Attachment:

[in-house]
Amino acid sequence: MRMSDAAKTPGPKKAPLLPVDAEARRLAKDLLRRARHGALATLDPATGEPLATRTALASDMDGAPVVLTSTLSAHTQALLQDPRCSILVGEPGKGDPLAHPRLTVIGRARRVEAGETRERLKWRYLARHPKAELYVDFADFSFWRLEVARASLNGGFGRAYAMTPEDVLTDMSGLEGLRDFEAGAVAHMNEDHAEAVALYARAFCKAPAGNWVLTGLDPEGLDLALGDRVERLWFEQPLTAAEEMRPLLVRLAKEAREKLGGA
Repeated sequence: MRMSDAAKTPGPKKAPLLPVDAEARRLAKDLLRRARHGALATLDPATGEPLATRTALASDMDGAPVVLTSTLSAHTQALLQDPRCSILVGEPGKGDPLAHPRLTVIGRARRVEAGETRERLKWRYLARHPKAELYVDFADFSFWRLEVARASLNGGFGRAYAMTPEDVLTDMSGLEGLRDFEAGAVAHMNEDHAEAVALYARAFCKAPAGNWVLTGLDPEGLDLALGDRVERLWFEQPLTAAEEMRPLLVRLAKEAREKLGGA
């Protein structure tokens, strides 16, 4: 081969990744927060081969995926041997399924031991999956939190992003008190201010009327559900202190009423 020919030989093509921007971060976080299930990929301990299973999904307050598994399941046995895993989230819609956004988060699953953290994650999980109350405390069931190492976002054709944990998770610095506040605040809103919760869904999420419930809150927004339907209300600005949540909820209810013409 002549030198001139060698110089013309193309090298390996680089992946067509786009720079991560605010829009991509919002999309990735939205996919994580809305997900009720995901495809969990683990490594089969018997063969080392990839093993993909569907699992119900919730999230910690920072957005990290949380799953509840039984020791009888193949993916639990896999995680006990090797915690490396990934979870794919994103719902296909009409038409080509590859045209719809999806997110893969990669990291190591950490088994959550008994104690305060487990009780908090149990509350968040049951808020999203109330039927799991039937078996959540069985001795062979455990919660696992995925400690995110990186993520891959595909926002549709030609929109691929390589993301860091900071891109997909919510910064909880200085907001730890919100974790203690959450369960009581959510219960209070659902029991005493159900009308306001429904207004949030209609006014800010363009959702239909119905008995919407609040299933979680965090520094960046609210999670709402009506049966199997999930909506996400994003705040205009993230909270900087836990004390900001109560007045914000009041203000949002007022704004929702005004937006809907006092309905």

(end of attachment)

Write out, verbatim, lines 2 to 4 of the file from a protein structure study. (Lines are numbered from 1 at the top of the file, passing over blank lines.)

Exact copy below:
Amino acid sequence: MRMSDAAKTPGPKKAPLLPVDAEARRLAKDLLRRARHGALATLDPATGEPLATRTALASDMDGAPVVLTSTLSAHTQALLQDPRCSILVGEPGKGDPLAHPRLTVIGRARRVEAGETRERLKWRYLARHPKAELYVDFADFSFWRLEVARASLNGGFGRAYAMTPEDVLTDMSGLEGLRDFEAGAVAHMNEDHAEAVALYARAFCKAPAGNWVLTGLDPEGLDLALGDRVERLWFEQPLTAAEEMRPLLVRLAKEAREKLGGA
Repeated sequence: MRMSDAAKTPGPKKAPLLPVDAEARRLAKDLLRRARHGALATLDPATGEPLATRTALASDMDGAPVVLTSTLSAHTQALLQDPRCSILVGEPGKGDPLAHPRLTVIGRARRVEAGETRERLKWRYLARHPKAELYVDFADFSFWRLEVARASLNGGFGRAYAMTPEDVLTDMSGLEGLRDFEAGAVAHMNEDHAEAVALYARAFCKAPAGNWVLTGLDPEGLDLALGDRVERLWFEQPLTAAEEMRPLLVRLAKEAREKLGGA
């Protein structure tokens, strides 16, 4: 081969990744927060081969995926041997399924031991999956939190992003008190201010009327559900202190009423 020919030989093509921007971060976080299930990929301990299973999904307050598994399941046995895993989230819609956004988060699953953290994650999980109350405390069931190492976002054709944990998770610095506040605040809103919760869904999420419930809150927004339907209300600005949540909820209810013409 002549030198001139060698110089013309193309090298390996680089992946067509786009720079991560605010829009991509919002999309990735939205996919994580809305997900009720995901495809969990683990490594089969018997063969080392990839093993993909569907699992119900919730999230910690920072957005990290949380799953509840039984020791009888193949993916639990896999995680006990090797915690490396990934979870794919994103719902296909009409038409080509590859045209719809999806997110893969990669990291190591950490088994959550008994104690305060487990009780908090149990509350968040049951808020999203109330039927799991039937078996959540069985001795062979455990919660696992995925400690995110990186993520891959595909926002549709030609929109691929390589993301860091900071891109997909919510910064909880200085907001730890919100974790203690959450369960009581959510219960209070659902029991005493159900009308306001429904207004949030209609006014800010363009959702239909119905008995919407609040299933979680965090520094960046609210999670709402009506049966199997999930909506996400994003705040205009993230909270900087836990004390900001109560007045914000009041203000949002007022704004929702005004937006809907006092309905």